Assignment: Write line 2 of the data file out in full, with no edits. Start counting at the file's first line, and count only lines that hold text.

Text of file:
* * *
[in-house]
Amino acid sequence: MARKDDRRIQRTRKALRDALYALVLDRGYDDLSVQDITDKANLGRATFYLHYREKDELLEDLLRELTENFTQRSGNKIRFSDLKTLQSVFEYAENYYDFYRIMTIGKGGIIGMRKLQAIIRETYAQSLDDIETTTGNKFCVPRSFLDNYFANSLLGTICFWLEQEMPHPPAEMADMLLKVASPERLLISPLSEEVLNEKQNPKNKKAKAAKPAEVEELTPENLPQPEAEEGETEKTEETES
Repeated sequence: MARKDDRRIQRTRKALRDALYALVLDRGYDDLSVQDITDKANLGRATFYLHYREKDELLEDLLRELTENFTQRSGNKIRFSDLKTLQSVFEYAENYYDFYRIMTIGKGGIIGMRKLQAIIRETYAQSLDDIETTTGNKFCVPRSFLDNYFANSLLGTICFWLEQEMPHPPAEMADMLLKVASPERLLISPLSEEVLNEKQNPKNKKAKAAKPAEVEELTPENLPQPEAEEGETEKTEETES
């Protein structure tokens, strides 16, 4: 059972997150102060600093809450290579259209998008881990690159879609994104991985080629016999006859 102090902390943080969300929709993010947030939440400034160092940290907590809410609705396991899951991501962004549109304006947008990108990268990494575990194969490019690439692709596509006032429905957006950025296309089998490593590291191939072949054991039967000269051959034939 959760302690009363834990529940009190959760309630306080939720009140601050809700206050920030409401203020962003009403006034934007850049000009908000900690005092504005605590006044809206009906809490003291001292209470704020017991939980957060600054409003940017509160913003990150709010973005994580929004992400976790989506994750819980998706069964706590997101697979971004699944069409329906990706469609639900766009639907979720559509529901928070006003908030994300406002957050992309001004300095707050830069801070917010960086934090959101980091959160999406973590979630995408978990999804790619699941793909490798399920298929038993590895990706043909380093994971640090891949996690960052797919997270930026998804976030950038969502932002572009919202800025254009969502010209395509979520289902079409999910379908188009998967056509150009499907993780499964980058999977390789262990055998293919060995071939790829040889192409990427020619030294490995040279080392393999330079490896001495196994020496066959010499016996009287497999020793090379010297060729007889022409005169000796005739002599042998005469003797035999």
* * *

Amino acid sequence: MARKDDRRIQRTRKALRDALYALVLDRGYDDLSVQDITDKANLGRATFYLHYREKDELLEDLLRELTENFTQRSGNKIRFSDLKTLQSVFEYAENYYDFYRIMTIGKGGIIGMRKLQAIIRETYAQSLDDIETTTGNKFCVPRSFLDNYFANSLLGTICFWLEQEMPHPPAEMADMLLKVASPERLLISPLSEEVLNEKQNPKNKKAKAAKPAEVEELTPENLPQPEAEEGETEKTEETES